Devanagari and Subscript and Superscript
plug.gulp at gmail.com
Tue Dec 15 05:55:02 CST 2015
On Wed, Dec 9, 2015 at 5:18 AM, Martin J. Dürst <duerst at it.aoyama.ac.jp> wrote:
> I suggest using HTML:
> ब<sup>क ्ष</sup>
This will work only if the end-users are always going to use a web
browser to view the text content.
It will help if Unicode standard itself intrinsically supports
generalised subscript/superscript text. I think the meaning of the
text should be contained within the text itself rather than relying on
external text markers and viewers. That way the text-content creator
does not have to rely on what type of unicode compliant text viewer or
editor the end user is using. The text should retain it's meaning
irrespective of the type of unicode compliant text viewer or editor
used. Similarly, if the text has to be saved in a database without
losing it's meaning, then either it has to be saved with all the known
markers of all the available editors, or some special processing needs
to be incorporated to convert some saved marker to markers of various
available text viewers and editors. Having generalised Unicode support
for superscript and subscript will solve all these problems.
Following is one of the use-cases where general Unicode support for
superscript/subscript will help tremendously:
A math teacher(गणिताचे शिक्षक) in a Marathi(मराठी) language school is
writing notes, in her Unicode compliant plain text editor, to explain
mathematical terms to her students. Following is an excerpt from the
notes that explains terms such as exponents(घातांक) and base(पाया).
(English translation is given below):
"जेव्हा एखाद्या संखेचा स्वतःशीच अनेक वेळा गुणाकार होतो तेव्हा त्या
गुणाकाराला थोडक्यात लिहिण्याच्या पद्धतीला घातांक असे म्हणतात.
उदाहरणार्थ, ५ ही संख्या जर स्वतःशी ३ वेळा गुणली जात असेल, म्हणजे ५ x ५
x ५, तर त्याला घातांक पद्धतीत ५^३ असे लिहितात. ह्या घातांकीय रचनेला "५
चा ३ रा घात" असे म्हणतात. आपण अजून एक उदाहरण घेऊया, "२ ना चा १० वा
घात", म्हणजे २ ही संख्या स्वतःशी १० वेळा गुणली गेली आहे. ह्याला आपण
२^१० असे लिहितो. तर साधारणपणे, कूठलीही संख्या ब जेव्हा स्वतःशी क्ष
वेळा गुणलीजाते तेव्हा त्याला घातांक पद्धतीत ब^क्ष असे लिहितात, आणि
त्या रचनेला "ब चा क्ष वा घात" असे म्हणतात. इथे ब ह्या संखेला पाया
म्हणतात आणि क्ष ह्या संखेला घात असे म्हणतात. तर थोडक्यात, घातांकीय
रचनेला पाया^घात असे लिहितात."
"Exponent is a shorthand notation that denotes a multiplication of a
number by itself a number of times. For example, if a number 5 is
multiplied by itself 3 times i.e. 5 x 5 x 5, then it is represented in
an exponential form as 5^3. This exponential term is referred to as "5
raise to the power of 3". Let us consider another example, "2 raise to
the power of 10", i.e. 2 is multiplied by itself 10 times. This is
written in exponential form as 2^10. So, in general any number b that
is multiplied by itself k number of times is written as b^k and the
term is referred to as "b raise to the power of k". The number b is
called the base, and the number k is called the exponent. In short,
exponential term is written as base^exponent."
Please note that the teacher had to use a Circumflex Accent (Caret) to
indicate superscript, which is an unwritten convention, in the absence
of proper superscript support within Unicode. To make the text
available to wider audience and still retain it's meaning, the teacher
will have to partly rely on Unicode support, partly on the markers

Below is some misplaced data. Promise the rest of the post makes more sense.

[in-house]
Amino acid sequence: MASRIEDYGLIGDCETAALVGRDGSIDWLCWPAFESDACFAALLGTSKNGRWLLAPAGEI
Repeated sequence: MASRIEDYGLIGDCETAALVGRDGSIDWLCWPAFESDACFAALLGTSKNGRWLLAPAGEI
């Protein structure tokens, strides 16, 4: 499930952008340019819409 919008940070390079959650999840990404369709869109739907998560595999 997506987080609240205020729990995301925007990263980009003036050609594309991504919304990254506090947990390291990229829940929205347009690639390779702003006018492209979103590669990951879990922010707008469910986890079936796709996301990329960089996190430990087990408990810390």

available in the various text viewers of her students, partly on the
markers available in the text editors of the peer-reviewers of her
text and partly on the unwritten convention(such as the caret). This
conundrum can be resolved only if there is a generalised support for
superscript and subscript within Unicode standard.
The standard already has a section for superscript and subscript.
Generalising and extending this support will help other languages and
scripts. General support for all characters, words and sentences could
be achieved by just three new formatting characters, e.g. SCR, SUP and
SUB, similar to the way other formatting characters such as ZWS, ZWJ,
ZWNJ etc are defined. The new formatting characters could be defined
SCR: In a character stream, all the characters following this
formatting character shall be treated as normal text until either the
end of the character stream or the next SUP or SUB character is
reached. This shall be the default marker i.e. if no marker is
specified then the text shall be treated as normal text until either
the end of the character stream or the next SUP or SUB character is
SUP: In a character stream, all the characters following this
formatting character shall be treated as superscript text until either
the end of the character stream or the next SCR or SUB character is
SUB: In a character stream, all the characters following this
formatting character shall be treated as subscript text until either
the end of the character stream or the next SCR or SUP character is
A general support within Unicode for subscripting and superscripting
text(characters and words) will tremendously help languages and
scripts that are not English/Latin.
Thanks and kind regards,
>> I am trying to understand if there is a way to use Devanagari
>> characters (and grapheme clusters) as subscript and/or superscript in
>> unicode text. It will help if someone could please direct me to any
>> document that explains how to achieve that. Is there a unicode marker
>> that will treat the next grapheme cluster in the unicode text as
>> super/subscript? For e.g. if one wants to represent "ब raise to क्ष"
>> how does one achieve that; is there a marker to represent it as
>> follows: ब + SUP + क + ् + ष
>> where SUP acts as a marker for superscripting the next grapheme
>> cluster. Similar for subscripting.
>> Sorry if this is not the right place to ask this question; in that
>> case please could you direct me to the right forum?
>> Thanks and kind regards
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